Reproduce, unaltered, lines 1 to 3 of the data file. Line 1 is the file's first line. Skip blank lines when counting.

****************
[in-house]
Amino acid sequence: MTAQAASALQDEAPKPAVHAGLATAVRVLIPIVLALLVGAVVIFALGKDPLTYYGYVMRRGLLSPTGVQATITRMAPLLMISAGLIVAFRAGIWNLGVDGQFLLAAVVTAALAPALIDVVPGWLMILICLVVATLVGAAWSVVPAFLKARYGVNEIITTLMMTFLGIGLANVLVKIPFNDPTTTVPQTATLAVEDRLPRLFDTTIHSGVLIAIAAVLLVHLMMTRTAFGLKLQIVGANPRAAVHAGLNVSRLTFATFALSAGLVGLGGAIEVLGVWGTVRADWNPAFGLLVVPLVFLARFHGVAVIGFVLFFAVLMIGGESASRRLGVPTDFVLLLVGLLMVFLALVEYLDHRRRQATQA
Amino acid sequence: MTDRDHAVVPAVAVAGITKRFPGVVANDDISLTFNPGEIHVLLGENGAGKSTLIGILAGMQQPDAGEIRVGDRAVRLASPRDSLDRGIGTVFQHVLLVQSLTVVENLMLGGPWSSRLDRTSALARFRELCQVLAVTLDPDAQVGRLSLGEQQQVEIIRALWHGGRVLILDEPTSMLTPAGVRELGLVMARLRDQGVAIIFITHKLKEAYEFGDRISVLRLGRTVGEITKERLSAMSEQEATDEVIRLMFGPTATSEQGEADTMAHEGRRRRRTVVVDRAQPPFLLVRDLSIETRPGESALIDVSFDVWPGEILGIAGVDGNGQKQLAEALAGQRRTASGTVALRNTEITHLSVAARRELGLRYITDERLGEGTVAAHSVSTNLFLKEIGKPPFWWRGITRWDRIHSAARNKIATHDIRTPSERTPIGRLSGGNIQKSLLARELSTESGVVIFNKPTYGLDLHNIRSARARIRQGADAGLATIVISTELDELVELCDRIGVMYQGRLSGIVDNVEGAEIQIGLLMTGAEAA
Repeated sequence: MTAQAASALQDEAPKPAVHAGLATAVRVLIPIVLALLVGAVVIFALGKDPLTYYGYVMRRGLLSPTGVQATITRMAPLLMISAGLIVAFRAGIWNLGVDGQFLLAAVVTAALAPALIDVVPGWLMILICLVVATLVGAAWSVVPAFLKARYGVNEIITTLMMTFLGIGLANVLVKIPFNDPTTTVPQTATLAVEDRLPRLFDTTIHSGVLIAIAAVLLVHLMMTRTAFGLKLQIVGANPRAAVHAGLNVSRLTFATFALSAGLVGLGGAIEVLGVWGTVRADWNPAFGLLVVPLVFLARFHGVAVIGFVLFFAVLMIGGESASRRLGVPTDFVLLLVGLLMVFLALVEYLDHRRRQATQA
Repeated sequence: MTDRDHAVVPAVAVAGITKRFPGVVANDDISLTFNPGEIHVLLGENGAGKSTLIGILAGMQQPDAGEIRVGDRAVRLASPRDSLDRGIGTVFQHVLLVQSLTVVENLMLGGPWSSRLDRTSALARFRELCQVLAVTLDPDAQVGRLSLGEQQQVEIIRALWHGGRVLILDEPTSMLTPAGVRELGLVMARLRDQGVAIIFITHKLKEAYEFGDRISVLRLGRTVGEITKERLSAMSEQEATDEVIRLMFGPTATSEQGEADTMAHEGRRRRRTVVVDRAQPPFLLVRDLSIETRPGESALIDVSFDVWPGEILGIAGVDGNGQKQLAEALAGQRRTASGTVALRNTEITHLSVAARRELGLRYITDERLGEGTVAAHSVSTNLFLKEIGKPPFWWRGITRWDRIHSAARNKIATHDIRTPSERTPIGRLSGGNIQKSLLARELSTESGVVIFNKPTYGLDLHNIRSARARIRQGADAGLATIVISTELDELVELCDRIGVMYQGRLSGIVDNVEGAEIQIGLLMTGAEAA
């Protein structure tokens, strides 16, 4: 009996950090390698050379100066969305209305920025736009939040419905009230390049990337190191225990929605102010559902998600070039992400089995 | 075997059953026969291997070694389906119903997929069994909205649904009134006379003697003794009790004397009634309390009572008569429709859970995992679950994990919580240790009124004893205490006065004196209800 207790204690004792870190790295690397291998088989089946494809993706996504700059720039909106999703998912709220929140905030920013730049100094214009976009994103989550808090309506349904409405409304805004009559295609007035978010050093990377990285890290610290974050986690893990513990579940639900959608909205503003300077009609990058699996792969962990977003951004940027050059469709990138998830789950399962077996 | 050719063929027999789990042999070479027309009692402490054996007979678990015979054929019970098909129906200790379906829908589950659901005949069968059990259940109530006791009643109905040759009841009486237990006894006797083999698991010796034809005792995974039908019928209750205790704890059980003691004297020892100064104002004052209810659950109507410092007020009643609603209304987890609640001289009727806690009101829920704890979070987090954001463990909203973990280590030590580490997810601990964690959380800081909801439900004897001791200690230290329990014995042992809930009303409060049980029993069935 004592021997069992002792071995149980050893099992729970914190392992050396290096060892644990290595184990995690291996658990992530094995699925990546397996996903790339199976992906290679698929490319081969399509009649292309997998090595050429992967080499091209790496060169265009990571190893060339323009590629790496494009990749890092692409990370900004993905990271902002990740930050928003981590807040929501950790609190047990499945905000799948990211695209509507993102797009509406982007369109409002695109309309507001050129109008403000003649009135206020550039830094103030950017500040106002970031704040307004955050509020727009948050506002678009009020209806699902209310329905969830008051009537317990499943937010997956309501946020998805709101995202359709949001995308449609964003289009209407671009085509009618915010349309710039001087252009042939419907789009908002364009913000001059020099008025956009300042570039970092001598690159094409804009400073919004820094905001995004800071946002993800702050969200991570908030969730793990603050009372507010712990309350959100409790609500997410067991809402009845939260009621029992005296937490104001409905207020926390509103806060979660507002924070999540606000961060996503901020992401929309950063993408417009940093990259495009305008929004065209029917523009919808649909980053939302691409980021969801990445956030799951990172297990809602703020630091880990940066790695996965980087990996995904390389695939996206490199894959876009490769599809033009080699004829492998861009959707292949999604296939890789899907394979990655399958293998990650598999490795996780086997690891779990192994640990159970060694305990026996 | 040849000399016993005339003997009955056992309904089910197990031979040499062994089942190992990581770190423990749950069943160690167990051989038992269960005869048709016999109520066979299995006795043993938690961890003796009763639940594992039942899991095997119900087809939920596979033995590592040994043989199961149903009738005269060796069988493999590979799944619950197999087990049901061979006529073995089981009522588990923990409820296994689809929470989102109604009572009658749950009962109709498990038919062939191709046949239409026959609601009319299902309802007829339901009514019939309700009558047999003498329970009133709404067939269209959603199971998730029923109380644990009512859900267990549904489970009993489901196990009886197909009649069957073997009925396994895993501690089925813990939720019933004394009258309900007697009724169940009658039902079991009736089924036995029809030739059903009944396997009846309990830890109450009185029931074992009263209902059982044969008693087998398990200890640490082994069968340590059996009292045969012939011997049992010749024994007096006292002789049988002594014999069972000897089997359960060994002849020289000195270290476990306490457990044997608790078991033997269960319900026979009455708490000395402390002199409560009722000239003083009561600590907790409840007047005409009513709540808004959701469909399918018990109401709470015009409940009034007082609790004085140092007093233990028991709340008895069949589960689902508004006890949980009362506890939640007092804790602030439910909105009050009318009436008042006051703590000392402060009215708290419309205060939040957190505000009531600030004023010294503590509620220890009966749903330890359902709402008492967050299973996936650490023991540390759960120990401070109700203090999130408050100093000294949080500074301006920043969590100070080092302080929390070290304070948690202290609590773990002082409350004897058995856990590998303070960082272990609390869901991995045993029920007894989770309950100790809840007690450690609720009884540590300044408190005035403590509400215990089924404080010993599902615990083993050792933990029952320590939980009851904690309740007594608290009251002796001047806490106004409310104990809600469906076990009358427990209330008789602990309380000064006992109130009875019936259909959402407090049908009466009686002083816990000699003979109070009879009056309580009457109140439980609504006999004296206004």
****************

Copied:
[in-house]
Amino acid sequence: MTAQAASALQDEAPKPAVHAGLATAVRVLIPIVLALLVGAVVIFALGKDPLTYYGYVMRRGLLSPTGVQATITRMAPLLMISAGLIVAFRAGIWNLGVDGQFLLAAVVTAALAPALIDVVPGWLMILICLVVATLVGAAWSVVPAFLKARYGVNEIITTLMMTFLGIGLANVLVKIPFNDPTTTVPQTATLAVEDRLPRLFDTTIHSGVLIAIAAVLLVHLMMTRTAFGLKLQIVGANPRAAVHAGLNVSRLTFATFALSAGLVGLGGAIEVLGVWGTVRADWNPAFGLLVVPLVFLARFHGVAVIGFVLFFAVLMIGGESASRRLGVPTDFVLLLVGLLMVFLALVEYLDHRRRQATQA
Amino acid sequence: MTDRDHAVVPAVAVAGITKRFPGVVANDDISLTFNPGEIHVLLGENGAGKSTLIGILAGMQQPDAGEIRVGDRAVRLASPRDSLDRGIGTVFQHVLLVQSLTVVENLMLGGPWSSRLDRTSALARFRELCQVLAVTLDPDAQVGRLSLGEQQQVEIIRALWHGGRVLILDEPTSMLTPAGVRELGLVMARLRDQGVAIIFITHKLKEAYEFGDRISVLRLGRTVGEITKERLSAMSEQEATDEVIRLMFGPTATSEQGEADTMAHEGRRRRRTVVVDRAQPPFLLVRDLSIETRPGESALIDVSFDVWPGEILGIAGVDGNGQKQLAEALAGQRRTASGTVALRNTEITHLSVAARRELGLRYITDERLGEGTVAAHSVSTNLFLKEIGKPPFWWRGITRWDRIHSAARNKIATHDIRTPSERTPIGRLSGGNIQKSLLARELSTESGVVIFNKPTYGLDLHNIRSARARIRQGADAGLATIVISTELDELVELCDRIGVMYQGRLSGIVDNVEGAEIQIGLLMTGAEAA